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Publication numberUS20060205380 A1
Publication typeApplication
Application numberUS 11/430,063
Publication dateSep 14, 2006
Filing dateMay 8, 2006
Priority dateMay 30, 2003
Also published asEP1629605A2, US7058383, US7937061, US20040242183, US20110216679, WO2004109755A2, WO2004109755A3
Publication number11430063, 430063, US 2006/0205380 A1, US 2006/205380 A1, US 20060205380 A1, US 20060205380A1, US 2006205380 A1, US 2006205380A1, US-A1-20060205380, US-A1-2006205380, US2006/0205380A1, US2006/205380A1, US20060205380 A1, US20060205380A1, US2006205380 A1, US2006205380A1
InventorsGary Sugar, Robert Masucci, Michael Toner
Original AssigneeIpr Licensing, Inc.
Export CitationBiBTeX, EndNote, RefMan
External Links: USPTO, USPTO Assignment, Espacenet
Signal interfacing techniques to simplify integrated circuit radio designs
US 20060205380 A1
Abstract
A signal interfacing technique for connecting signals between a signal processing device and a MIMO radio integrated circuit (IC) involving multiplexing two or more signals on a connection pin between the radio IC and a signal processing device. According to one technique, transmit and receive signals are multiplexed such that during a transmit mode a transmit signal is coupled on the connection pin from the signal processing device to the radio IC, and during a receive mode a receive signal is coupled from the radio IC on the connection pin to the signal processing device. According to another technique, in-phase (I) and quadrature (Q) signals are multiplexed on a connection pin during both transmit and receive modes.
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Claims(20)
1. A MIMO radio transceiver integrated circuit (IC) comprising:
a. a first transmitter and a first receiver, each of which includes an in-phase (I) signal path and a quadrature (Q) signal path;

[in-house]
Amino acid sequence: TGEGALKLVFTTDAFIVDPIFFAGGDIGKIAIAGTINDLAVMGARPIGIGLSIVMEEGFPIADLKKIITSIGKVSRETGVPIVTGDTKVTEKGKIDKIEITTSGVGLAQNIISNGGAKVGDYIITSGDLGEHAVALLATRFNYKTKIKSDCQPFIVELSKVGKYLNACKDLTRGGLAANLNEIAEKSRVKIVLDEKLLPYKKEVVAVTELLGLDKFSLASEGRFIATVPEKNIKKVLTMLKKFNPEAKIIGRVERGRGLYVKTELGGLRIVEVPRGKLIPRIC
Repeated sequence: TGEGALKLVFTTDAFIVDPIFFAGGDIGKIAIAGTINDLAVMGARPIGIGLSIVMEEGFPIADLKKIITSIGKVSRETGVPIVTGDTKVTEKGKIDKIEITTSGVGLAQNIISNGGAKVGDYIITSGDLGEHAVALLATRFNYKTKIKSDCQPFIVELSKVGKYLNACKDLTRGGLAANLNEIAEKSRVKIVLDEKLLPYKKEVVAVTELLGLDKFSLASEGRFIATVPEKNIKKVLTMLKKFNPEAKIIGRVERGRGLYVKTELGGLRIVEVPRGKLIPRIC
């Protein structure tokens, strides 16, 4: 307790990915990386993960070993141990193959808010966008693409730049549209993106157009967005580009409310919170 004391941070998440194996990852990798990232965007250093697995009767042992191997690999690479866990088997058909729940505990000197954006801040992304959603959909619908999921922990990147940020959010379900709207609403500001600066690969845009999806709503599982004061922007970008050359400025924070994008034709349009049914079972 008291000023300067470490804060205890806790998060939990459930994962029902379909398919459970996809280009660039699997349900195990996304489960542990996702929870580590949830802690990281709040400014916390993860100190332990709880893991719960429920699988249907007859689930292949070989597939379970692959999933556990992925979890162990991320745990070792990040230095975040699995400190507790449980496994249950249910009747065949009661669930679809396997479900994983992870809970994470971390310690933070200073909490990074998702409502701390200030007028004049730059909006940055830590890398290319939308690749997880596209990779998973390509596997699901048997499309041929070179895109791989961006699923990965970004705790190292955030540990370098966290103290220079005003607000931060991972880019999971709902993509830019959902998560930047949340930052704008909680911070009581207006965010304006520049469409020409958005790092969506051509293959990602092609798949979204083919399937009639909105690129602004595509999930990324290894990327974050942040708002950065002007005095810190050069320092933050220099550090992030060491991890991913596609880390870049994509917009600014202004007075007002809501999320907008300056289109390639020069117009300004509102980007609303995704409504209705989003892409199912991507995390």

b. a second transmitter and a second receiver, each of which includes an in-phase (I) signal path and a quadrature (Q) signal path;
c. a first transmitter connection pin on which a transmit I signal and a transmit Q signal are multiplexed for connection to the respective I and Q signal paths of the first transmitter;
d. a second transmitter connection pin on which a transmit I signal and a transmit Q signal are multiplexed for connection to the respective I and Q signal paths of the second transmitter;
e. a first receiver connection pin on which a receive I signal and a receive Q signal are multiplexed from the respective I and Q signal paths of the first receiver; and
f. a second receiver connection pin on which a receive I signal and a receive Q signal are multiplexed from the respective I and Q signal paths of the second receiver.
2. The MIMO radio IC of claim 1, and further comprising a first multiplexer circuit that couples from the first transmitter connection pin the transmit I and transmit Q signals during different time intervals for connection to the I and Q signal paths, respectively, of the first transmitter.
3. The MIMO radio IC of claim 2, wherein the first multiplexer circuit alternately couples the transmit I and transmit Q signals, respectively, from the first transmitter pin to the I and Q signal paths, respectively, of the first transmitter.
4. The radio IC of claim 2, and further comprising a second multiplexer circuit that couples during different time intervals the receive I and receive Q signals to the first receiver connection pin from the I and Q signal paths, respectively, of the first receiver.
5. The radio IC of claim 4, wherein the second multiplexer circuit alternately couples the receive I and receive Q signals to the first receiver connection pin from the I and Q paths, respectively, of the first receiver.
6. The radio IC of claim 1, and further comprising a multiplexer circuit that during a receive mode couples to the receiver connection pin the receive I and receive Q signals during different time intervals from the I and Q signal paths, respectively, of the receiver, and during a transmit mode, couples from the transmitter connection pin the transmit I and transmit Q signals during different time intervals to the I and Q signal paths, respectively of the transmitter.
7. The radio IC of claim 6, and further comprising a timing circuit that supplies a timing signal to the multiplexer circuit to control the timing of the first and second multiplexer circuits.